Last Wednesday, I took a hard but fast spill that jolted my being and got me thinking about the realities of the world. The fall itself took less than a few seconds, but I am still reflecting well on the lessons I learned from it.  I was walking to the subway on West on 96th Street in New York City with my friend Joe.  That is my standard method of getting to work in the morning. I felt in my pocket to see if I had brought my glasses and realized that I had not. Just when I was about to get irritated that I had not remembered my glasses, I slipped in a major way. If you have ever seen the Peanuts comics where Lucy pulls away the ball before Charlie Brown has the chance to kick it, you will know exactly how I

I landed directly on my back, and hit everything from my head straight down to the back of my feet. It wasn’t too long after I fell that I realized that it didn’t hurt nearly as much as I thought it would. I picked up my hand that I had thrown down as I fell and noticed that it only had a very small superficial scratch on it. I felt a small stinging in my elbow but nothing else.

While we were on the train, I noticed that the local train seemed to be going about the same speed as us. It didn’t bother me at all. Normally something like that would have gotten me a bit upset, like an upside down lock. Mind you, I wouldn’t quite get as upset as, say, the Incredible Hulk — but it would still grate just a bit.

I realized on a conscious level that it was a direct result of the fall and the subsequent realization that I had barely gotten a scratch from the fall. I thought about all of the different times I have read about people who have fallen on ice and were partially paralyzed for life, or they escapes with “merely” broken bones — which then took months to heal and how they never fully recovered because the body part didn’t quite ever live up to its former glory — after the accident.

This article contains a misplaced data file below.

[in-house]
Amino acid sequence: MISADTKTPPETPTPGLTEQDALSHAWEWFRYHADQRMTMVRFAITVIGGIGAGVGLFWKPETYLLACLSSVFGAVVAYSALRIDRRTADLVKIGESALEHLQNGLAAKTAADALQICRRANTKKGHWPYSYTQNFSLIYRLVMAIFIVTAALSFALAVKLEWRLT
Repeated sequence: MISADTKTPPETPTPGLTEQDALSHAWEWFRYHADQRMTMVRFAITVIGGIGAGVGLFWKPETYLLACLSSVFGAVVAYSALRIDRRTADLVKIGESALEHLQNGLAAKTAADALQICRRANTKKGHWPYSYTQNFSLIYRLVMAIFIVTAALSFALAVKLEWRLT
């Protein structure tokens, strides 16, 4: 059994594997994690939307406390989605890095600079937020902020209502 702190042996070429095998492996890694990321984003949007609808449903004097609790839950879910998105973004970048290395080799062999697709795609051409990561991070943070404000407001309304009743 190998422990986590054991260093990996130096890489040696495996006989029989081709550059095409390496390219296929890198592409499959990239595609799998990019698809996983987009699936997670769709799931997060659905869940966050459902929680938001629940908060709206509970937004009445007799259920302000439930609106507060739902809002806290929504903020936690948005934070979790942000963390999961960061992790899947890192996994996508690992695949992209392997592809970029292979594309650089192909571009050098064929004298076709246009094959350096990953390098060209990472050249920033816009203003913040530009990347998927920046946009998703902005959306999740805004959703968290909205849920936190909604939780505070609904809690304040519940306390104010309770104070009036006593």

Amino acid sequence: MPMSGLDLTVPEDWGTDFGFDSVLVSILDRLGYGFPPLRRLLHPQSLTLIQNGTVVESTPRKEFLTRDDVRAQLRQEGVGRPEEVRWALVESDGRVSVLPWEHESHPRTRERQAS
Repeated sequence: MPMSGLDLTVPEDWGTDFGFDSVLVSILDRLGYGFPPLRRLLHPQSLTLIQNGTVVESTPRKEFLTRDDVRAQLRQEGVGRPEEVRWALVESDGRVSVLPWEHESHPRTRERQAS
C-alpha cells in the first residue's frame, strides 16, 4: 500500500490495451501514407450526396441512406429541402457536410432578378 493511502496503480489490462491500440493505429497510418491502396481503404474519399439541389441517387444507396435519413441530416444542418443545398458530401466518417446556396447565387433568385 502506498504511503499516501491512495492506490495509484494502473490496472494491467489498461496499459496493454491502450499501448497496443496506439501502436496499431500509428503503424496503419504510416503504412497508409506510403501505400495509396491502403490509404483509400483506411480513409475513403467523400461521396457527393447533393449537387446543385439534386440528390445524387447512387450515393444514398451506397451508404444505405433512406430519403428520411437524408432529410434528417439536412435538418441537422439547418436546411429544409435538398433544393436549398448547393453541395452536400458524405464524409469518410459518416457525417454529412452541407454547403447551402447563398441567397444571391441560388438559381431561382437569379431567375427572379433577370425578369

Sometimes it takes a little fall to make us realize exactly how much we have, and how lucky we are to have it. Is it worth the run for the train if you end up with a life long injury as a result of the run?

Let us approach this new year of 2009 thinking not only of the good tidings we hope to get in our newly blue world, but of the ways in which we are quite fortunate to have what we have — functioning bones and all.


  1. Hi Gordon,
    Sorry to hear about your fall but the reflective part is really interesting!
    We have a tendency to take things for granted till we lose it…
    Glad to know you are still in one piece!
    Of course we can wish you a very happy new year!

  2. I love the article, Gordon! I love it when you do dangerous things and then write about them so humorously.
    Robbie Knievel made a daredevil jump last night on live TV:,0,1421355.story
    He said London is next to jump the 16 buses his father missed and then he will have done every jump of his father except for Snake River. He will retire in 2009 without doing the final rocket jump.
    So… there’s an opportunity for you in 2009… will you be traveling to Idaho to make rocket-jumping history?
    It would make a great article!

  3. OUCH – I would have been very bruised – I was the last time I fell in similar circumstances.
    I love your philosophical take on it as well – what a great attitude to take forward into next year.

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